It’s time to move it and protect against the next mass hack
The MOVEit mass hacks will likely go down in history as one of the largest and most successful cyberattacks of all time.
By exploiting a vulnerability in Progress Software’s MOVEit managed file transfer service, used by thousands of organizations to securely transfer large amounts of often-sensitive files, hackers were able to inject SQL commands and access customers’ sensitive data. The attack exploited a zero-day vulnerability, which meant Progress was unaware of the flaw and did not have time to patch it in time, leaving its customers largely defenseless.
Russia-linked Clop ransomware group, which claimed responsibility for the hacks, has been publicly listing alleged victims since June 14. This growing list includes banks, hospitals, hotels, energy giants and more, and is part of an attempt to pressure victims into paying a ransom demand to stop their data from spilling online. In a post this week, Clop said it would leak on August 15 the “secrets and data” of all MOVEit victims that refused to negotiate.
This wasn’t Clop’s first mass hack, either; the group has been blamed for similar hacks targeting Fortra and Acellion’s file-transfer tools.
According to Emsisoft’s latest statistics, the MOVEit hack has affected at least 620 known corporates and more than 40 million individuals. Those figures have increased almost daily since the hacks began.
But how high could the numbers go? “It’s impossible to assess at this point,” Brett Callow, a ransomware expert and threat analyst at Emsisoft, told TechCrunch+. “We don’t yet know how many organizations were impacted or what data was compromised.”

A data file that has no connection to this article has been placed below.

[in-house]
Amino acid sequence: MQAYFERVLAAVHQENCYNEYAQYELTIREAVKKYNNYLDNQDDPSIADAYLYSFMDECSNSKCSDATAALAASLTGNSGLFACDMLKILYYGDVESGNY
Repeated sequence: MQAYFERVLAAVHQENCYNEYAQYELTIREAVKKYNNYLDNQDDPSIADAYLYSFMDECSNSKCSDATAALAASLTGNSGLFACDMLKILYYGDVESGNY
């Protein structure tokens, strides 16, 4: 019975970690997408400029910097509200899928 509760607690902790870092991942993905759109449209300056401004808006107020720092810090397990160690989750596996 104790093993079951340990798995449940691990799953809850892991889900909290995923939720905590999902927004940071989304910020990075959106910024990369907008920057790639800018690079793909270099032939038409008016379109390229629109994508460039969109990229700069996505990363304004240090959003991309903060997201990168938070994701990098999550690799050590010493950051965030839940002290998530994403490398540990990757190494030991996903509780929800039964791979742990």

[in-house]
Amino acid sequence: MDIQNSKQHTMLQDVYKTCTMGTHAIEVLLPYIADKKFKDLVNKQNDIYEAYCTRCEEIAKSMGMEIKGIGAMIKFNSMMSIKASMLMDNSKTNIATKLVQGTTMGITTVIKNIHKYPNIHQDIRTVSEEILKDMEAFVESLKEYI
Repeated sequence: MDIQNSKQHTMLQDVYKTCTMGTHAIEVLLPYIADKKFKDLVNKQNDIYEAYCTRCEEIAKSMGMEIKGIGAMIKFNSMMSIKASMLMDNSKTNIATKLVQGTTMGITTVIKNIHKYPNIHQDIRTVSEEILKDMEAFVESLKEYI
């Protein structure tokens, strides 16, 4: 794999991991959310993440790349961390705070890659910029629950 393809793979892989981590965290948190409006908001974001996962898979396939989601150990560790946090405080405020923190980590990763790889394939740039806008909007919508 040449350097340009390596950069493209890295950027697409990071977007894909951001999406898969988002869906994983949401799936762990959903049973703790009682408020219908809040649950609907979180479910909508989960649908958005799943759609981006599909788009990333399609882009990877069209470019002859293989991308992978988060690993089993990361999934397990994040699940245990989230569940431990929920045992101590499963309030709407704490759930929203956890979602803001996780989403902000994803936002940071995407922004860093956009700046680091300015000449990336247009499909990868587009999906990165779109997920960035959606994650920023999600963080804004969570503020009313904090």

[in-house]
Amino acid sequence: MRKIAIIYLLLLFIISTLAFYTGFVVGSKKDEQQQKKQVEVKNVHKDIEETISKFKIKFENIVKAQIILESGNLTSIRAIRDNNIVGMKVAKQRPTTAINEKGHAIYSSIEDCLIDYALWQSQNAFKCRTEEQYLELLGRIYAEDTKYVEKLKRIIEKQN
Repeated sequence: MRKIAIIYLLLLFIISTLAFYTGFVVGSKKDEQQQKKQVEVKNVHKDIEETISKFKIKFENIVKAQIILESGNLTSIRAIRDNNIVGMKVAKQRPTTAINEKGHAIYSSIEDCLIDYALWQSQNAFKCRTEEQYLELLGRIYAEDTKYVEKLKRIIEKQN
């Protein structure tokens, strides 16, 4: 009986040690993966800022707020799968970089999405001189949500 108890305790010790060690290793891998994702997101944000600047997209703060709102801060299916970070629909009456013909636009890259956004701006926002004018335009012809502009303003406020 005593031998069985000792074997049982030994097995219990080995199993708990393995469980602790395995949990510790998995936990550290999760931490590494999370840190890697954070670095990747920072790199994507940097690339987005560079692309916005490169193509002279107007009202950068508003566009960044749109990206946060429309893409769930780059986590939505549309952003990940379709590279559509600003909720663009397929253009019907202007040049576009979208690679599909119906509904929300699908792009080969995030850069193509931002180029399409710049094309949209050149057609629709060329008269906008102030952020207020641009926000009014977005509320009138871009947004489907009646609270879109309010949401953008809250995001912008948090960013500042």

Callow pointed out that around a third of the known victims were impacted via third parties, and others were compromised via subcontractors, contractors or vendors. “This complexity means it’s highly likely that some organizations that have been impacted don’t yet know they’ve been impacted,” he said.
While the impact of this hack is unusual because of its scale, the attack isn’t new in terms of its approach. Adversaries have long exploited zero-day flaws, and supply chain attacks have grown prevalent in recent years because one exploit can potentially affect hundreds, if not thousands, of customers.
This means that organizations need to act now to ensure they don’t fall victim to the next mass hack.
Picking up the pieces
For victims of the hacks, it may seem like the damage has already been done and recovery is impossible. But while recovering from an incident like this can take months or years, affected organizations need to act fast to understand not only what types of data were compromised, but also their potential violations of compliance standards or data privacy laws.